“It's expected [the IRS] will issue some relief extending that deadline, but it has not done so yet and so it's too early to say whether they will. I think the government shutdown didn't help things in terms of timing of the release. So it's possible the IRS will get around to it,” he said.         

Plans also may want to revisit any beneficiary designations, because any employees with a same-sex spouse may want to revise their designations, Julie Stich, research director for the International Foundation of Employee Benefit Plans, said Oct. 23.        

If employees designated other beneficiaries “because of tax ramifications, they might have put someone else down like a mother or a child or something. Now they'll need to go back and change that for their spouse. Definitely, employers are going to have to look at things like that,” Stich said.         

Plans also are going to need to look at how marriage and spouse are defined in their plan documents and summary plan descriptions, she said.        

Health and Welfare Plans         

While the necessary changes to ERISA-governed retirement plans are fairly clear, there is more ambiguity on the health and welfare plan side, Nielsen said.        

“I don't think [the DOL guidance] gets to the core question of whether or not it's going to require health plans to actually cover same-sex spouses to begin with. And that I think is one of the really big outstanding questions that people have about what the impact of Windsor and the DOL guidance is,” he said.         

“There are people that are out there who have looked at the DOL technical release and they've just assumed that it means that health plans have to cover same-sex spouses now the same way that a retirement plan has to extend those benefits,” Nielsen said. So while the guidance brought some clarity to employers, some may be “over-reading” the guidance as saying that employers are now required to extend health benefits to same-sex spouses, he said.        

When it comes to the retirement plan side of ERISA, employers can't avoid extending certain benefits, Solomon said. For example, “it's not an option for an employer that maintains a qualified retirement plan to get around the spousal annuity provisions,” he said. But “on the welfare side, there's no similar provision saying that an employer has to offer welfare benefits to a spouse,” he said.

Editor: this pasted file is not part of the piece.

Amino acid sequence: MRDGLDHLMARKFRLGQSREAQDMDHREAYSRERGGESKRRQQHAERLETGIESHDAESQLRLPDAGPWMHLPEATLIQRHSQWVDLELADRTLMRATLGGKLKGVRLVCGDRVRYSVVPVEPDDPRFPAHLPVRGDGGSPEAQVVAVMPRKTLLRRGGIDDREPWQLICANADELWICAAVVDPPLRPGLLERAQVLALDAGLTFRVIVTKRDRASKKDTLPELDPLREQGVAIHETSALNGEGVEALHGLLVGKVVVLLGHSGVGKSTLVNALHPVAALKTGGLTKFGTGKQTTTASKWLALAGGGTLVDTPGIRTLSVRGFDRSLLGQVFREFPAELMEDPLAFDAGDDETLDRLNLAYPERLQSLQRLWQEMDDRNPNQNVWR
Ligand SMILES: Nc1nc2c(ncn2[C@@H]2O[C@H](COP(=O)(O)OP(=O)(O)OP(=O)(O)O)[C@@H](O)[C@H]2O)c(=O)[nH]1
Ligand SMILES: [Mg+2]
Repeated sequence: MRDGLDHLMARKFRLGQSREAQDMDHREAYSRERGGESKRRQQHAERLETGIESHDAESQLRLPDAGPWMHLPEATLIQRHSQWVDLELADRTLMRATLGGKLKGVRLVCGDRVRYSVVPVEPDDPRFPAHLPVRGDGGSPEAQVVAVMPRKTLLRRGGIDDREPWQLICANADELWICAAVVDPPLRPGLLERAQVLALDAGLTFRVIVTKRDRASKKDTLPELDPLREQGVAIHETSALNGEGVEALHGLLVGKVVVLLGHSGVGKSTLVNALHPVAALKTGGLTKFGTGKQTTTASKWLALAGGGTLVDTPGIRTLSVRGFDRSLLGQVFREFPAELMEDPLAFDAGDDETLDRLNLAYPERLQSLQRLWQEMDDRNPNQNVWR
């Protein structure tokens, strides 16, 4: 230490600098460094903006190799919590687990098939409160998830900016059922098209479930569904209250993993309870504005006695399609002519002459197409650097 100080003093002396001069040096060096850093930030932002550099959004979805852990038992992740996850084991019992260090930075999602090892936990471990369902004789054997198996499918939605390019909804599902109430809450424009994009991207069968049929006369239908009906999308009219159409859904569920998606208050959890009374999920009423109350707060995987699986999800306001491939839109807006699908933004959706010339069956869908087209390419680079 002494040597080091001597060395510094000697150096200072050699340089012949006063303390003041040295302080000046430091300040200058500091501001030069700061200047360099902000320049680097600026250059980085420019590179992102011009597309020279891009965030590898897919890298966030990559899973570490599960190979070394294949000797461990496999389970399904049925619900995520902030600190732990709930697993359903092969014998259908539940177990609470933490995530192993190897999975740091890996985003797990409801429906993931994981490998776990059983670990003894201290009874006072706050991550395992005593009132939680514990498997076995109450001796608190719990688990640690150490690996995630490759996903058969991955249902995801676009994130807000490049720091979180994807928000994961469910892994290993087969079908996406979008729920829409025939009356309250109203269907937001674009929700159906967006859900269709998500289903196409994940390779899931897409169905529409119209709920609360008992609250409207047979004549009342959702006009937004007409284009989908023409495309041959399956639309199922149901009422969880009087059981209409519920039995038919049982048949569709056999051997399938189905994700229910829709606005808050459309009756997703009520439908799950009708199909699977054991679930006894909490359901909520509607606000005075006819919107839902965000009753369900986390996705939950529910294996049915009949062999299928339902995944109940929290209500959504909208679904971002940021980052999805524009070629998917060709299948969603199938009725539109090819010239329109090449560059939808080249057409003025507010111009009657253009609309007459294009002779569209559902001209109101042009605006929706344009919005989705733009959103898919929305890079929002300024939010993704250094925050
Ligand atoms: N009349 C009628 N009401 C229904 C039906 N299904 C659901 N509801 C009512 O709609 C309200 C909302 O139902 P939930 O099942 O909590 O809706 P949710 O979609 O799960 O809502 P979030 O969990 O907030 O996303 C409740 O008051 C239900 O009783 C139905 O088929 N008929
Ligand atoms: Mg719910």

“ERISA does not mandate who is required to be covered for health care coverage and it also does not mandate that any spouses be covered and it doesn't define spouse for purposes of coverage,” DuChateau said.        

 Because of this, same-sex spouses are not required to be covered by self-insured medical plans, Solomon said. “The problem is if the plan does not cover same-sex spouses, the primary justification for excluding same-sex spouses, the Defense of Marriage Act, is no longer in effect, at least Section 3 is not in effect,” he said.        

Employers wishing to continue to not extend health coverage to same-sex spouses for political, religious or other reasons will have a harder time excluding them because they could open themselves up to discrimination lawsuits, Solomon said. Because of this, employers may want to look at the legal ramifications of this practice, he said.          

 “A lot of people are framing it as ERISA welfare plans are required to cover same-sex spouses, which I don't think is quite right. But I think they're saying as a practical matter, it can be very difficult to exclude unless you want to risk a discrimination lawsuit,” Solomon said. “It's probably at this point a best practice to cover same-sex spouses, but it's not technically legally required,” he said.         

 Nielsen said that while further guidance from the DOL in this area would be beneficial to plans, he isn't counting on it.         

“I think it's pretty unlikely that we're going to get DOL to come out on that. Particularly because on the health plan side, plans sponsors have traditionally had much more flexibility for how they design their plans and who they cover. You don't have the same kind of spousal protection built in on the welfare plan side that you see on the pension plan side,” he said.

Excerpted from a story that ran in Pension & Benefits Daily (10/25/2013).